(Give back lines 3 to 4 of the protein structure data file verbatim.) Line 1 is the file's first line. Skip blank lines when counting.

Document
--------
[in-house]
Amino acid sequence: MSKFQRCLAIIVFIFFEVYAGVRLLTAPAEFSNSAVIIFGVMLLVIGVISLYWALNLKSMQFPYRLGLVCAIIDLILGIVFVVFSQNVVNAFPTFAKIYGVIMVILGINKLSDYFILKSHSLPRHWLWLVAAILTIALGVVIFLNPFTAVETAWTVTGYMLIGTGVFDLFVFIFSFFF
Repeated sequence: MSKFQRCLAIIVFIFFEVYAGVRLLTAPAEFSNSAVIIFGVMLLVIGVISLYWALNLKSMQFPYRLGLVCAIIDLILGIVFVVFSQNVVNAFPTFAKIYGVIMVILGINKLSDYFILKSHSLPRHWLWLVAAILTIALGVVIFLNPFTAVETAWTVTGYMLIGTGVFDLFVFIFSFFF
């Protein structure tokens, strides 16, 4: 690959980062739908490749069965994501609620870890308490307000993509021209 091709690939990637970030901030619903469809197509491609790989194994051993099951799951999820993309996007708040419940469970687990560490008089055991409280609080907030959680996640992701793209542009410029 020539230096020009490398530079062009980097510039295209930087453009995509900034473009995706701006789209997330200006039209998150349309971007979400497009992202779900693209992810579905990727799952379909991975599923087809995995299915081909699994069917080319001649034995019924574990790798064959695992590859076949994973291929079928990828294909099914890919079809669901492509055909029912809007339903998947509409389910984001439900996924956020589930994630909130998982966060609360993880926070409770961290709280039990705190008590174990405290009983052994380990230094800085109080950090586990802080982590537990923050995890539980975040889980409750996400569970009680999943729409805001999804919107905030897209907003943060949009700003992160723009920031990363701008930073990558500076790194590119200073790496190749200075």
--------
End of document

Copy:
Repeated sequence: MSKFQRCLAIIVFIFFEVYAGVRLLTAPAEFSNSAVIIFGVMLLVIGVISLYWALNLKSMQFPYRLGLVCAIIDLILGIVFVVFSQNVVNAFPTFAKIYGVIMVILGINKLSDYFILKSHSLPRHWLWLVAAILTIALGVVIFLNPFTAVETAWTVTGYMLIGTGVFDLFVFIFSFFF
């Protein structure tokens, strides 16, 4: 690959980062739908490749069965994501609620870890308490307000993509021209 091709690939990637970030901030619903469809197509491609790989194994051993099951799951999820993309996007708040419940469970687990560490008089055991409280609080907030959680996640992701793209542009410029 020539230096020009490398530079062009980097510039295209930087453009995509900034473009995706701006789209997330200006039209998150349309971007979400497009992202779900693209992810579905990727799952379909991975599923087809995995299915081909699994069917080319001649034995019924574990790798064959695992590859076949994973291929079928990828294909099914890919079809669901492509055909029912809007339903998947509409389910984001439900996924956020589930994630909130998982966060609360993880926070409770961290709280039990705190008590174990405290009983052994380990230094800085109080950090586990802080982590537990923050995890539980975040889980409750996400569970009680999943729409805001999804919107905030897209907003943060949009700003992160723009920031990363701008930073990558500076790194590119200073790496190749200075």